The therapist was right. About a month after leaving her job, Lois started having nightmares about the company president and his office. She had difficulty motivating herself to find work. Interviews went badly. She moved back in with her parents, which added even more stress. She shut down sexually. She was critical of her boyfriend who, in fact, was very supportive. That relationship ended. She found herself continually angry with her former supervisor. She berated herself for being naive enough to think that the companyÆs success had anything to do with marketing. She was angry with her former employer yet obsessed with what was happening in the company. The betrayal for Lois was that nothing was as it had seemed. None of her ability, hard work, enthusiasm or creativity mattered. She had believed that people had taken her seriously. In reality management had been grooming her to be the company courtesan. How could she ever trust anyone again?
Lois was also a victim of her own ability to cope. At the time of the betrayal, she felt that it was something she could handle. Calling on ancient family traditions of facing adversity, toughing it out and forging ahead, she dismissed the significance of what had happened. Only in therapy did she start to understand that she had been victimized and admit that it was traumatic for her. Like many of us, Lois learned that she looked right at it and did not see it.
Stress becomes traumatic when danger, risk, fear or anxiety is present. For Lois, she lost in a matter of minutes all that she thought she had. Further, the insidious fear was planted that the only way she could be successful was by using her body. Her talent for business didnÆt matter. Plus, the unwanted advance of someone who had so much power over her well-being placed her in jeopardy. Yet Lois had defenses that helped her cope with the problem. She tended to normalize and minimize. Her body, however, knew.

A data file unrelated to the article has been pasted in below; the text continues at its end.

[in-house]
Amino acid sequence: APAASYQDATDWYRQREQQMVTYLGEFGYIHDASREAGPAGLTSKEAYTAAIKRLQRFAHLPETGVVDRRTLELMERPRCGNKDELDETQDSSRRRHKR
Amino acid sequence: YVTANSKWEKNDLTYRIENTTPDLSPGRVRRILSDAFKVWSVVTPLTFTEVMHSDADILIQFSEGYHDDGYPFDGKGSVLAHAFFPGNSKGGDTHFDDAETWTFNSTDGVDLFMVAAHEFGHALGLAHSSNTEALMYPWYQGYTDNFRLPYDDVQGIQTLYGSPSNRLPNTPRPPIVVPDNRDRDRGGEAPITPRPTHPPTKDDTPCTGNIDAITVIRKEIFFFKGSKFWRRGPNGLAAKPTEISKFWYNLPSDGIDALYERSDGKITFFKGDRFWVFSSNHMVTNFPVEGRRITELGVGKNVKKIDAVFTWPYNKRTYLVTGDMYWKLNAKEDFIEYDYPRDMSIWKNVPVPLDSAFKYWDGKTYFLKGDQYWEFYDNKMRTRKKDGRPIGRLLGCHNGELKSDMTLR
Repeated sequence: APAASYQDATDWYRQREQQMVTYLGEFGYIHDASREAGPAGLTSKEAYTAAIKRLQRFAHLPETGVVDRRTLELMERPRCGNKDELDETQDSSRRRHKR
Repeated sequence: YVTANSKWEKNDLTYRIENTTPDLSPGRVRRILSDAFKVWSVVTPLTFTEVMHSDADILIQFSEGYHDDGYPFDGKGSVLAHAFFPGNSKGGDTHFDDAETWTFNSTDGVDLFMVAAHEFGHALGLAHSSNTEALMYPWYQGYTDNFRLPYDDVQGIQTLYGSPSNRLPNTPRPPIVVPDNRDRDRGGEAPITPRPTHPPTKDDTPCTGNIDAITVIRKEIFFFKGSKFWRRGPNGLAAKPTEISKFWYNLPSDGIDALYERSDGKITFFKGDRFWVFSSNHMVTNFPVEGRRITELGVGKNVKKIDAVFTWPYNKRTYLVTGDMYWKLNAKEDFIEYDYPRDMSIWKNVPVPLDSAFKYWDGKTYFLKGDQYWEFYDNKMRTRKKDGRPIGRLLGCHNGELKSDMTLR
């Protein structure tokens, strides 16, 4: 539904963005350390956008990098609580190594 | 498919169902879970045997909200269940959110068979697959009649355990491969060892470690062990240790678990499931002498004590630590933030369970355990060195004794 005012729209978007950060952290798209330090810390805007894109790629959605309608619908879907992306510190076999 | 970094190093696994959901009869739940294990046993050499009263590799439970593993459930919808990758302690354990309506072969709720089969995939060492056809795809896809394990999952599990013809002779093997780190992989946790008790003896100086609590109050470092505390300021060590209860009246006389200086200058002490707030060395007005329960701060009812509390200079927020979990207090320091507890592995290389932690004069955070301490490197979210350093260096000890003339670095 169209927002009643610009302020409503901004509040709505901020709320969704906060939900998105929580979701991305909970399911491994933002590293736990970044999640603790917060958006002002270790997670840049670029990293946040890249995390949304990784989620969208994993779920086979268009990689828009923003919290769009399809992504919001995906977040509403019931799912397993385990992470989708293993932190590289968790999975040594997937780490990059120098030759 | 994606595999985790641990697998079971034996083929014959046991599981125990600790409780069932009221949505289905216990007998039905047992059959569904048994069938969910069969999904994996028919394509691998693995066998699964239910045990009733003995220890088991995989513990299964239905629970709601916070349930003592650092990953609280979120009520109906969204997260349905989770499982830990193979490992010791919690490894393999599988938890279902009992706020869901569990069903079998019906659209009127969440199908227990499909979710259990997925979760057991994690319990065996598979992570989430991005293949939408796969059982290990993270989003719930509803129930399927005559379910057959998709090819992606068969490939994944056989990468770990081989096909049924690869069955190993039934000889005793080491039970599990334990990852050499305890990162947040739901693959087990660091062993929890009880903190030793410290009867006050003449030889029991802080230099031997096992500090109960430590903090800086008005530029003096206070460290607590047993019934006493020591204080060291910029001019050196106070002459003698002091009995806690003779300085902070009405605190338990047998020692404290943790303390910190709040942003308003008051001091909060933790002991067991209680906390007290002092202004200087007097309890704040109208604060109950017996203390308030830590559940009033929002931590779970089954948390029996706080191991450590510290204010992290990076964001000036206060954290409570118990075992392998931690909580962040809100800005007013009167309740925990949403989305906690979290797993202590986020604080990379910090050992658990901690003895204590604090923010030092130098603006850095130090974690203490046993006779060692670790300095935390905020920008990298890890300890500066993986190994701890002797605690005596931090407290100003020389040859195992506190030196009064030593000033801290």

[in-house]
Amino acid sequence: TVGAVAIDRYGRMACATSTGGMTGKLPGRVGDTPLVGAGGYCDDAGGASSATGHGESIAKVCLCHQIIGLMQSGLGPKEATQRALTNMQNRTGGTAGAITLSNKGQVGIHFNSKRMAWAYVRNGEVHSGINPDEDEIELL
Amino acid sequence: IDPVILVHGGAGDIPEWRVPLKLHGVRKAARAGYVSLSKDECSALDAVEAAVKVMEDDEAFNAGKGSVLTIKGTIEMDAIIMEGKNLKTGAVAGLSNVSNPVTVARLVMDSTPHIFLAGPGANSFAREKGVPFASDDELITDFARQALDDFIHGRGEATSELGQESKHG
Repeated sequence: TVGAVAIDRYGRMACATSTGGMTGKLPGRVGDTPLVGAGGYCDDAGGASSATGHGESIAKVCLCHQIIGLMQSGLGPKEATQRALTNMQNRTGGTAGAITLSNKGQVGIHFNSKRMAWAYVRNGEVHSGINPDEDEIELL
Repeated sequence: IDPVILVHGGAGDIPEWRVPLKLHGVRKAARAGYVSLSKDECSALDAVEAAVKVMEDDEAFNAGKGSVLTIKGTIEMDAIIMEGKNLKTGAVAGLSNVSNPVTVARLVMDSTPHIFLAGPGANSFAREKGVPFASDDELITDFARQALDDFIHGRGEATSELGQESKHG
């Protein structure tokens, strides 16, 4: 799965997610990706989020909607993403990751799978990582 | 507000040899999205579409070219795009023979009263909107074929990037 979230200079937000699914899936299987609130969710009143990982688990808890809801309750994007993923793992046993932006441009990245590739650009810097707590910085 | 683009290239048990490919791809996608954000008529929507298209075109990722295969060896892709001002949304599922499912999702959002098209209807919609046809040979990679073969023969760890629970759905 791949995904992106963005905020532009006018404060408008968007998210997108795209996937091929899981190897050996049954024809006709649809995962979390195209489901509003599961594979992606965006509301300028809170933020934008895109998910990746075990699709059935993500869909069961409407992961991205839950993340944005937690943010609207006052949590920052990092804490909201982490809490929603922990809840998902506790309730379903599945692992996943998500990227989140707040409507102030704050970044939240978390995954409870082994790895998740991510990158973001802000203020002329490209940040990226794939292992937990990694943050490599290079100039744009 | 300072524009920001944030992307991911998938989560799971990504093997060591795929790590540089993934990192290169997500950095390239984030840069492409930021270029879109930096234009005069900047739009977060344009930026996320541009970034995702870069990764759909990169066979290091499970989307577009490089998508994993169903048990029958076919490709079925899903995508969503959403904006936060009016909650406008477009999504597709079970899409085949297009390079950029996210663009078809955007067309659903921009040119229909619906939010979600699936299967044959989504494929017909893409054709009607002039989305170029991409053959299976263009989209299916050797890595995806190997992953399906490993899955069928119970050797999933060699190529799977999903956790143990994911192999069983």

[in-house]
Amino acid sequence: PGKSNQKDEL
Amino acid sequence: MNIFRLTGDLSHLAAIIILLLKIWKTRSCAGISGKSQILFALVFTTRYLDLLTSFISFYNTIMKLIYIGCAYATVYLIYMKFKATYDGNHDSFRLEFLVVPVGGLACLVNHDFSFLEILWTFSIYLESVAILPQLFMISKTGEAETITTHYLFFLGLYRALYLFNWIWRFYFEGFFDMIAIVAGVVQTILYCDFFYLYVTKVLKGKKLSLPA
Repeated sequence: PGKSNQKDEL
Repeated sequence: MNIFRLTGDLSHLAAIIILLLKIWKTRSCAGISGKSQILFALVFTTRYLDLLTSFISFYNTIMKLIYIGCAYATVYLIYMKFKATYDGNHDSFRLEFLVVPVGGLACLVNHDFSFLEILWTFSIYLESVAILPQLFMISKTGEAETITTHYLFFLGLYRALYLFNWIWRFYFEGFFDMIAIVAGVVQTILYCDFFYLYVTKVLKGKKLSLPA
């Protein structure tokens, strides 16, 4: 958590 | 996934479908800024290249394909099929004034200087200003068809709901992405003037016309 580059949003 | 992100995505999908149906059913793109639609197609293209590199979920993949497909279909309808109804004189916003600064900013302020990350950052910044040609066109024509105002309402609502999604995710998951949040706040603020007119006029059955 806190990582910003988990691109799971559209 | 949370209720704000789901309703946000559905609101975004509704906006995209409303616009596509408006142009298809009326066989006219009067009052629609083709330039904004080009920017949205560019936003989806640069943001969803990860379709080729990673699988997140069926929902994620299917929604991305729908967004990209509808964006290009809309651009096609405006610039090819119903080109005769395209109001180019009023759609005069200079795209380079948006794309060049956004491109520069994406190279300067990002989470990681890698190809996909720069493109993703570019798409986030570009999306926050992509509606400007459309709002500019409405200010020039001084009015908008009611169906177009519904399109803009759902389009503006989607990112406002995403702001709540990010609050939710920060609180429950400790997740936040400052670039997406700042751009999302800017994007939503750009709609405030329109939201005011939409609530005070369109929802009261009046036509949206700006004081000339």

When in jeopardy, our body mobilizes its defenses. All our physical systems achieve high states of readiness. Adrenaline flows. The electrochemical reactions between synapses in the brain accelerate. ItÆs just like an automobile driven at the maximum possible speed. The sustained, flat-out performance pushes the carÆs mechanical system past its limits. Pretty soon, things start to break down. Our bodies and minds will react the same way. When pushed past their limits, they begin to fall apart. Unlike a car, however, our bodies and minds can regenerate and recover. Some traumas that occur as a result of betrayal create damage that is residual. That is, we do not see it or understand it until later. Some traumas, especially over time, can alter how our systems operate.